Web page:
Arizona Touring Motocycle Ride – Fan Report

June 1, 2010
By Nicholas Brigham

The views expressed in Motorcycle USA Fan Reports are those of the authors. They do not necessarily represent the views of Motorcycle or its staff.
Touring ride fan report
Taking off from Tucson, AZ the large group of touring bikes headed off looking for an adventure.

I left Tucson, Arizona at 6:30 a.m. on my 2007 ST1300 in a group of eight bikes (2 ST1300s, 1 FJR and 5 Goldwings) and 10 people who were headed to Show Low, AZ for lunch. A fireplug of a retired woman I’ll refer to as ‘Gee,’ who weighs in at 105 lbs and “only” has 95,000 miles on her 2005 S1300T, led the ride.

About a mile before the “Elk Crossing Zone” in Tonto National Forest, a bull elk jumped out in front of us. Very stimulating to say the least. I forgot how big those bad boys can get. Of course being in the back of the pack, it was the 4000 brake lights that got my attention. Along the way, I ran over a rather large rattlesnake and ‘Gee’ had her picture taken with it.

After lunch, we headed into Salt River Canyon. ‘Gee,’ who is an E-Ticket ride in the twisties, took off. I sat stuck behind three Goldwings, frustrated. Although I could have passed, it is frowned upon to do so without a passing zone when pack riding. Once at the bottom, however, there finally was one. ‘Gee’ was sitting on the bridge waiting for us. As we approached, she took off and I heard her already shifting into third gear. The little voice in my head said “get her” so I took off.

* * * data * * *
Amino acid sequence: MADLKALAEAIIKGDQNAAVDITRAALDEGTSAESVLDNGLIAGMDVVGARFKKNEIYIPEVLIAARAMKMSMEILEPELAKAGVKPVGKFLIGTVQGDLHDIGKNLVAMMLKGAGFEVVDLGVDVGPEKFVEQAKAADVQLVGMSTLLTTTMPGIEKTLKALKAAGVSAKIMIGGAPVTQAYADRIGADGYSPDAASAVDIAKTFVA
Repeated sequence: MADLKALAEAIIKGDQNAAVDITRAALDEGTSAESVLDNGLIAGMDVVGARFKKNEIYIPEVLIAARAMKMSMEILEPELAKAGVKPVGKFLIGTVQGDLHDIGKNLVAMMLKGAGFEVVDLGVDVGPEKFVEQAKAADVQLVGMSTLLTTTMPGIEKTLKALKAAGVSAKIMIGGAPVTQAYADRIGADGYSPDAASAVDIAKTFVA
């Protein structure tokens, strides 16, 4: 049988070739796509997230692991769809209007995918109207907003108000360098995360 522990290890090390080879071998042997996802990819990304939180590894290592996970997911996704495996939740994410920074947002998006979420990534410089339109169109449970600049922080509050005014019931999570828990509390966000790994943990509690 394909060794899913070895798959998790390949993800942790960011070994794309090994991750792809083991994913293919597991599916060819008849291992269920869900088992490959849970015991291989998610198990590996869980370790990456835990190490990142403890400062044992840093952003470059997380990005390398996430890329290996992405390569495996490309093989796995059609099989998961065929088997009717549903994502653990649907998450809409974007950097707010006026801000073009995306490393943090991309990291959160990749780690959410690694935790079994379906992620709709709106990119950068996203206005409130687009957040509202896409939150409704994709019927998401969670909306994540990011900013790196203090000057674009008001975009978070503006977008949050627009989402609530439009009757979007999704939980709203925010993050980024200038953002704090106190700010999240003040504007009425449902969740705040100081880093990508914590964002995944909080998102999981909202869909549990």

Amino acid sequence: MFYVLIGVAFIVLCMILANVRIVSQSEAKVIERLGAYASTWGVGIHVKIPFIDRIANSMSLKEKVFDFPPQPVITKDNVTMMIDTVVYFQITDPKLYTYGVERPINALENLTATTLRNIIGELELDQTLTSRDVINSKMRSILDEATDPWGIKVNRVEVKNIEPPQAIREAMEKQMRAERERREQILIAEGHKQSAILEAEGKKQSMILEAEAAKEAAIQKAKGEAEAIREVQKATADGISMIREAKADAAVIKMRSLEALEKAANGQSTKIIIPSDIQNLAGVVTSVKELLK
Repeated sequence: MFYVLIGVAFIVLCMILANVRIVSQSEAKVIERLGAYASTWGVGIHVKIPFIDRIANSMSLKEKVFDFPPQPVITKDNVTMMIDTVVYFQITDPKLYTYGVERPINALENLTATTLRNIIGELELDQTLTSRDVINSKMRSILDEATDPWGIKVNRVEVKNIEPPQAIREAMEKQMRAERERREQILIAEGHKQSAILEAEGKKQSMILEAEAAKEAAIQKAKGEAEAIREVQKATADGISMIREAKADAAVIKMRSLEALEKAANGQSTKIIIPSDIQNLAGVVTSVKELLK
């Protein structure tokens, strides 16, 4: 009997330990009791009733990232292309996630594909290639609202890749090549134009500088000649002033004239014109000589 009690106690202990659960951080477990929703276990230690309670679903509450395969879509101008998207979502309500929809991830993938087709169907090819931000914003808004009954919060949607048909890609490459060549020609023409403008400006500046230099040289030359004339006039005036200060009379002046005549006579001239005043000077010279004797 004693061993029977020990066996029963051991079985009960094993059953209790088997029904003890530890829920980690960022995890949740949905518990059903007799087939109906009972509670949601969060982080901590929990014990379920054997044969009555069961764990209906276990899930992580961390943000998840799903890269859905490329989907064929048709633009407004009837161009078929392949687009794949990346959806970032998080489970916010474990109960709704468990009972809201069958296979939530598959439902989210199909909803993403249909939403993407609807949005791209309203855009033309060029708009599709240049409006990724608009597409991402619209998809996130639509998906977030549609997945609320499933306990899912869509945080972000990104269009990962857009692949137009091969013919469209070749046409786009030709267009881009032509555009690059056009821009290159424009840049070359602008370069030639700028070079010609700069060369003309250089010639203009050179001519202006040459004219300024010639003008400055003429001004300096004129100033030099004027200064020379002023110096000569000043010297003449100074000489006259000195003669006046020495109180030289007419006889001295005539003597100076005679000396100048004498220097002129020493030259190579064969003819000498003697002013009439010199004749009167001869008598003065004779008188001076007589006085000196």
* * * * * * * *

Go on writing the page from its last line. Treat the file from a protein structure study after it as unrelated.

Touring ride fan report
It was a long day of riding but after nearly 500 miles it was worth the trip to see all the sights and create some lasting memories.

Headed uphill is always fun and I wasn’t disappointed. A hard sweeping right had me leaned all the way over as I closed in on ‘Gee.’ One of the Wings had started to give chase but quickly gave up. I hit third gear coming out of the sweeper and as I caught up, she decided she did not want to be caught and proceeded to ride away. I was able to stay within 100 yards of her but could get no closer. I had my own line but she kept leaving me, so I used hers. Better, but not good enough. Every time I got close, I could sense her smiling as she pulled away. Several fifth gear sweepers found me with a big grin on my face despite failing in my pursuit. This petite flower can ride! Once out of the canyon, we pulled over to let the pack catch up.

I got home 13 hours and 487 miles after I had left that morning. During the trip, I tried my old Polaroid camera mounted to the handlebars to take photos. Out of 47 pictures taken, only 12 came out. Time for a new camera for sure.

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